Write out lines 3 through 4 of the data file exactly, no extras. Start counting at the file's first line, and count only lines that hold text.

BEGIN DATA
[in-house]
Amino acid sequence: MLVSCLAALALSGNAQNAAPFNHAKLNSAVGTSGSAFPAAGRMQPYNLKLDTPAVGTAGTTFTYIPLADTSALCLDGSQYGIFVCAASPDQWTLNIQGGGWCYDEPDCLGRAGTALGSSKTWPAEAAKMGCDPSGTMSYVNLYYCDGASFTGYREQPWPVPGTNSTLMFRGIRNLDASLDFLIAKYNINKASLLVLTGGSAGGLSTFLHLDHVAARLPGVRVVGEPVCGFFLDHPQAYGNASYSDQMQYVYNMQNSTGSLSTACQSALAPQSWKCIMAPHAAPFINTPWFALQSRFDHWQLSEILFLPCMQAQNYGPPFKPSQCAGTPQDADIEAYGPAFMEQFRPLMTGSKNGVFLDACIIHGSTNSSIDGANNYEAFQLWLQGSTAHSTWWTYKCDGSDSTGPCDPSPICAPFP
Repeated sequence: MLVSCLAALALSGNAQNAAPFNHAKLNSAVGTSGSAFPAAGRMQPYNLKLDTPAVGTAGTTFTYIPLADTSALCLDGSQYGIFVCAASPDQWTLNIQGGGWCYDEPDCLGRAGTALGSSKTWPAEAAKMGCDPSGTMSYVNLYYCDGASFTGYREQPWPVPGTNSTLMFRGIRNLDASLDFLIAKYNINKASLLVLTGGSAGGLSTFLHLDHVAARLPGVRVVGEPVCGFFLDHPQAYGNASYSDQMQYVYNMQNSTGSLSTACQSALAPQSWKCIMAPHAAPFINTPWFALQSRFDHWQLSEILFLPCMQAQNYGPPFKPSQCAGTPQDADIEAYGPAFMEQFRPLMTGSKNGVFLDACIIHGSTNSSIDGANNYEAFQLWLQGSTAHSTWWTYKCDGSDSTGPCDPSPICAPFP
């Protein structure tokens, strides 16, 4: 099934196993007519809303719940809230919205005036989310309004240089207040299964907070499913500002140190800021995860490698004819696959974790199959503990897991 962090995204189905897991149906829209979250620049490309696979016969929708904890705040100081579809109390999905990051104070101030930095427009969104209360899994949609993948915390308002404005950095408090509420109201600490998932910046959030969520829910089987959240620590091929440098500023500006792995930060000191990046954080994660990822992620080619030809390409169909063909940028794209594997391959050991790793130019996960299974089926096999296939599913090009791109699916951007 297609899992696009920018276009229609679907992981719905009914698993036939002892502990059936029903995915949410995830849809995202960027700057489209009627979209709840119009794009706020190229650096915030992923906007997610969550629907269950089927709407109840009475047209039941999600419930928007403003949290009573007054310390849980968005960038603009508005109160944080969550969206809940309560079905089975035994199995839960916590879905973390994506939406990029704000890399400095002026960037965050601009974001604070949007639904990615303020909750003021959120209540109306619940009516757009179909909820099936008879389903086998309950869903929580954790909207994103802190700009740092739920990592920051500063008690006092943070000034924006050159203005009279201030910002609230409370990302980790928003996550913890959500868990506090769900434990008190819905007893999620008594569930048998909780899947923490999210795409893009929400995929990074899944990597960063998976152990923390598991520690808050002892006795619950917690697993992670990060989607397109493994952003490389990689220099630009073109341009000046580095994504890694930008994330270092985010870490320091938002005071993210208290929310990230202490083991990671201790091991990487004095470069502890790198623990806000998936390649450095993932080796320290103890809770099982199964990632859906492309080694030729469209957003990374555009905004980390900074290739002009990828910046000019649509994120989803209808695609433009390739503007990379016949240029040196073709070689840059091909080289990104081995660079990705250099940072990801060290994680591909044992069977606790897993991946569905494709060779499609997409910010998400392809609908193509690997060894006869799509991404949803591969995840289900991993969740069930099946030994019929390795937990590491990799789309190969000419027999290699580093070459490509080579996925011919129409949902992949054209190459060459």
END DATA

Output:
Repeated sequence: MLVSCLAALALSGNAQNAAPFNHAKLNSAVGTSGSAFPAAGRMQPYNLKLDTPAVGTAGTTFTYIPLADTSALCLDGSQYGIFVCAASPDQWTLNIQGGGWCYDEPDCLGRAGTALGSSKTWPAEAAKMGCDPSGTMSYVNLYYCDGASFTGYREQPWPVPGTNSTLMFRGIRNLDASLDFLIAKYNINKASLLVLTGGSAGGLSTFLHLDHVAARLPGVRVVGEPVCGFFLDHPQAYGNASYSDQMQYVYNMQNSTGSLSTACQSALAPQSWKCIMAPHAAPFINTPWFALQSRFDHWQLSEILFLPCMQAQNYGPPFKPSQCAGTPQDADIEAYGPAFMEQFRPLMTGSKNGVFLDACIIHGSTNSSIDGANNYEAFQLWLQGSTAHSTWWTYKCDGSDSTGPCDPSPICAPFP
């Protein structure tokens, strides 16, 4: 099934196993007519809303719940809230919205005036989310309004240089207040299964907070499913500002140190800021995860490698004819696959974790199959503990897991 962090995204189905897991149906829209979250620049490309696979016969929708904890705040100081579809109390999905990051104070101030930095427009969104209360899994949609993948915390308002404005950095408090509420109201600490998932910046959030969520829910089987959240620590091929440098500023500006792995930060000191990046954080994660990822992620080619030809390409169909063909940028794209594997391959050991790793130019996960299974089926096999296939599913090009791109699916951007 297609899992696009920018276009229609679907992981719905009914698993036939002892502990059936029903995915949410995830849809995202960027700057489209009627979209709840119009794009706020190229650096915030992923906007997610969550629907269950089927709407109840009475047209039941999600419930928007403003949290009573007054310390849980968005960038603009508005109160944080969550969206809940309560079905089975035994199995839960916590879905973390994506939406990029704000890399400095002026960037965050601009974001604070949007639904990615303020909750003021959120209540109306619940009516757009179909909820099936008879389903086998309950869903929580954790909207994103802190700009740092739920990592920051500063008690006092943070000034924006050159203005009279201030910002609230409370990302980790928003996550913890959500868990506090769900434990008190819905007893999620008594569930048998909780899947923490999210795409893009929400995929990074899944990597960063998976152990923390598991520690808050002892006795619950917690697993992670990060989607397109493994952003490389990689220099630009073109341009000046580095994504890694930008994330270092985010870490320091938002005071993210208290929310990230202490083991990671201790091991990487004095470069502890790198623990806000998936390649450095993932080796320290103890809770099982199964990632859906492309080694030729469209957003990374555009905004980390900074290739002009990828910046000019649509994120989803209808695609433009390739503007990379016949240029040196073709070689840059091909080289990104081995660079990705250099940072990801060290994680591909044992069977606790897993991946569905494709060779499609997409910010998400392809609908193509690997060894006869799509991404949803591969995840289900991993969740069930099946030994019929390795937990590491990799789309190969000419027999290699580093070459490509080579996925011919129409949902992949054209190459060459």